Note: I wrote this as a response to a comment on one of my articles about how brain games don’t have enough evidence to really back up their claims that they improve general cognition, and it ended up getting weighty enough that I thought it merited its own (slightly edited) blog post.
Most of the confirmed effects of video games on cognition that I know of are near-transfer, mostly on a physically measurable scale. Strengthening hand-eye-coordination is a little more concrete and closer to being near transfer than far transfer, since the skill you’re training by reacting to an enemy on screen (quick response to visual stimuli) is very similar to skills you would need in other quick-response settings.
The problem with cognitive effects of games and other mental activities is that not only are they harder to measure by default, but they’re almost all examples of far transfer, or skill transfer between dissimilar domains. The existence of near transfer tasks, like playing video games and getting better at other video games, seems pretty intuitive, but extending that intuition to far transfer gets pretty hazy. It’s totally possible that playing chess does strengthen a certain part of our brain and leads to something neurologically measurable, but whether that then translates to improved performance at something like math or stock trading is difficult to figure out at best, and most studies so far haven’t found much evidence for it.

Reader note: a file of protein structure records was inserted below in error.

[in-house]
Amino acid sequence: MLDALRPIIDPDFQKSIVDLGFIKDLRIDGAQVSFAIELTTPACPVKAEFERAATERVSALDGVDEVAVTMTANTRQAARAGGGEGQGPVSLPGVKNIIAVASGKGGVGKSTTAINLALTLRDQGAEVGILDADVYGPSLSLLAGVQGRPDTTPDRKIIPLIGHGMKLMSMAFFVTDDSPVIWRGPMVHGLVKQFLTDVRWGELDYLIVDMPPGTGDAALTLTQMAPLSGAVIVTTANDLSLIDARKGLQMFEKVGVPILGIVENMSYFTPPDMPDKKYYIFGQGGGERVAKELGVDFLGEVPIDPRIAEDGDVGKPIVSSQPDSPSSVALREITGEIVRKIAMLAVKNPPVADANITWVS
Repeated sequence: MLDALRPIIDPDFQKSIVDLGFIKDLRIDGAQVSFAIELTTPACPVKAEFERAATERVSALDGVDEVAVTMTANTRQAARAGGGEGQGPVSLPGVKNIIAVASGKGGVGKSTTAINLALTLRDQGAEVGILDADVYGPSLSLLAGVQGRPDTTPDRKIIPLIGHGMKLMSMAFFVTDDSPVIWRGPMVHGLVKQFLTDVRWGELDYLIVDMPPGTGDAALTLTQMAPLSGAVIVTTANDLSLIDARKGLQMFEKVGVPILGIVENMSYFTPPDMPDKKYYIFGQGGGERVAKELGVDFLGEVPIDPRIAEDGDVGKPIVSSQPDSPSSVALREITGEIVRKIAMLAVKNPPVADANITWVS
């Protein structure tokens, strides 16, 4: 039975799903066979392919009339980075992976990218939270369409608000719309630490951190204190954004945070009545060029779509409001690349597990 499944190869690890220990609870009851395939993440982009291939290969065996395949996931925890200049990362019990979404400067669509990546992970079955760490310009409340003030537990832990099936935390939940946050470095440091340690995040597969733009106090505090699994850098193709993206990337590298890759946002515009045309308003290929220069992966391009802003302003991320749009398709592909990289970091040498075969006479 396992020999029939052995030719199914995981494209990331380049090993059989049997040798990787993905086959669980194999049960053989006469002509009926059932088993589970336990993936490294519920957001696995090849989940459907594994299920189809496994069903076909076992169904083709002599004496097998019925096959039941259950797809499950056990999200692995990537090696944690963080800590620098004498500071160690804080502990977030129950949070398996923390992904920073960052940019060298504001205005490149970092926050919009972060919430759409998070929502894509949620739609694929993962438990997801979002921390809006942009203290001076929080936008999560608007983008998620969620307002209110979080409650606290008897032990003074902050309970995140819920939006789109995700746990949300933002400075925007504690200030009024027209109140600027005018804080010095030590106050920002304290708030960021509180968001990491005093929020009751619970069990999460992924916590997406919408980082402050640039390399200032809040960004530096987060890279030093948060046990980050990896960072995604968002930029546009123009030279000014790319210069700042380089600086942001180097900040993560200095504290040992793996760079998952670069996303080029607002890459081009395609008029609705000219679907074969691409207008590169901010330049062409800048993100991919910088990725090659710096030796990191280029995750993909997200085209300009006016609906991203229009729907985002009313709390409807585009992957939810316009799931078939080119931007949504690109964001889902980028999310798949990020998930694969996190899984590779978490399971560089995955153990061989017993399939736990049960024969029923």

For example, here’s a recent meta-analysis on chess and music: https://www.ncbi.nlm.nih.gov/pmc/articles/PMC5724589/
So it’s really not just brain training games where the skills are non-transferable, it’s pretty much any cognitive activity. Playing one instrument will probably help you play other instruments better, but maybe it won’t be as helpful for learning Chinese. The issue with brain-training games isn’t that they’re useless, it’s more that they rely on the idea that far transfer works, and the only skill they really build is peoples’ ability to get good at their games. If the skill you want to train is puzzle-solving, you’re good to go; it’ll give you puzzle training + a few other cognitive perk-ups.
General brain activity is pretty scientifically proven to be a good thing (lots of studies have found correlations between high levels of brain activity leading to lower levels of dementia, for example), so brain training games are probably a fine way to keep your brain ticking. If you’re doing brain training hoping it’ll boost your general intelligence and help you pass an exam or something in the future, though, you’re better off just studying that thing. As far as we know, one type of cognitive activity is as good as another, so you might as well just directly target the skill you want.
Actual exercise might actually be a better option for improving overall brain function and memory, though! There’s a big literature coming out these days on how especially cardiovascular activity is strongly linked to better cognition, which points again to a lot of these more general factors being mostly physical, and perhaps marginally affected by cognitive input.